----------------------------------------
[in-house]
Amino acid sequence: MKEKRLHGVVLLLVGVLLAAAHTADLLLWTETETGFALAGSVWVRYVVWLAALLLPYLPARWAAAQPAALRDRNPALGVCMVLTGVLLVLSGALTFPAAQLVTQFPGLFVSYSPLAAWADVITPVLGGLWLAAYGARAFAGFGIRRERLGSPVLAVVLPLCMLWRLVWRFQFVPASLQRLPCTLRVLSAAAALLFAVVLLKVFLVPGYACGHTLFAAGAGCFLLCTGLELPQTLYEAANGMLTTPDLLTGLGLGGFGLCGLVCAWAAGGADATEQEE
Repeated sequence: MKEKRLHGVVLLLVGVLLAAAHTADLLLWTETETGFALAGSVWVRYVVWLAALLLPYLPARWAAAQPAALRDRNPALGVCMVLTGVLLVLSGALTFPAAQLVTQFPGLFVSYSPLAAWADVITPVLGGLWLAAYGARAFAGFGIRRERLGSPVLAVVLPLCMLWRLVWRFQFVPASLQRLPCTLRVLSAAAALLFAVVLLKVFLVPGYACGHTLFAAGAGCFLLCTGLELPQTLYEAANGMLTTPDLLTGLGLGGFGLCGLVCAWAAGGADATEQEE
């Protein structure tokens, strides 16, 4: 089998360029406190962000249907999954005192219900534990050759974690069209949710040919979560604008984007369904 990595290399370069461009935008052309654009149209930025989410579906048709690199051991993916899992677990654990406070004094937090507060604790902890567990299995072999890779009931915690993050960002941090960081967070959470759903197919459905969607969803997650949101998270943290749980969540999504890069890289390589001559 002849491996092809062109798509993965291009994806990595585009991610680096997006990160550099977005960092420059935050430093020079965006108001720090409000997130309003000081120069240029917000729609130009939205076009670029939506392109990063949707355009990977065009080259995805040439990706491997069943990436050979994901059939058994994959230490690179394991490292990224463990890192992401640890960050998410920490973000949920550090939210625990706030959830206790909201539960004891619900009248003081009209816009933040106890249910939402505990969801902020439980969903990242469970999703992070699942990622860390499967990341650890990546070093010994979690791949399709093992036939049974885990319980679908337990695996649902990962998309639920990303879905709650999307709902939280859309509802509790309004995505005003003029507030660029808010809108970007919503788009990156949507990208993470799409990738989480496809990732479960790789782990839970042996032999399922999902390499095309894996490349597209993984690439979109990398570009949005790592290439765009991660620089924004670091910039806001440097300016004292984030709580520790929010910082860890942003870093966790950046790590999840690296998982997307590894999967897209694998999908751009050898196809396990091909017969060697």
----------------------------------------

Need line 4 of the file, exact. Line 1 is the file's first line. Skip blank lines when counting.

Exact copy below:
């Protein structure tokens, strides 16, 4: 089998360029406190962000249907999954005192219900534990050759974690069209949710040919979560604008984007369904 990595290399370069461009935008052309654009149209930025989410579906048709690199051991993916899992677990654990406070004094937090507060604790902890567990299995072999890779009931915690993050960002941090960081967070959470759903197919459905969607969803997650949101998270943290749980969540999504890069890289390589001559 002849491996092809062109798509993965291009994806990595585009991610680096997006990160550099977005960092420059935050430093020079965006108001720090409000997130309003000081120069240029917000729609130009939205076009670029939506392109990063949707355009990977065009080259995805040439990706491997069943990436050979994901059939058994994959230490690179394991490292990224463990890192992401640890960050998410920490973000949920550090939210625990706030959830206790909201539960004891619900009248003081009209816009933040106890249910939402505990969801902020439980969903990242469970999703992070699942990622860390499967990341650890990546070093010994979690791949399709093992036939049974885990319980679908337990695996649902990962998309639920990303879905709650999307709902939280859309509802509790309004995505005003003029507030660029808010809108970007919503788009990156949507990208993470799409990738989480496809990732479960790789782990839970042996032999399922999902390499095309894996490349597209993984690439979109990398570009949005790592290439765009991660620089924004670091910039806001440097300016004292984030709580520790929010910082860890942003870093966790950046790590999840690296998982997307590894999967897209694998999908751009050898196809396990091909017969060697």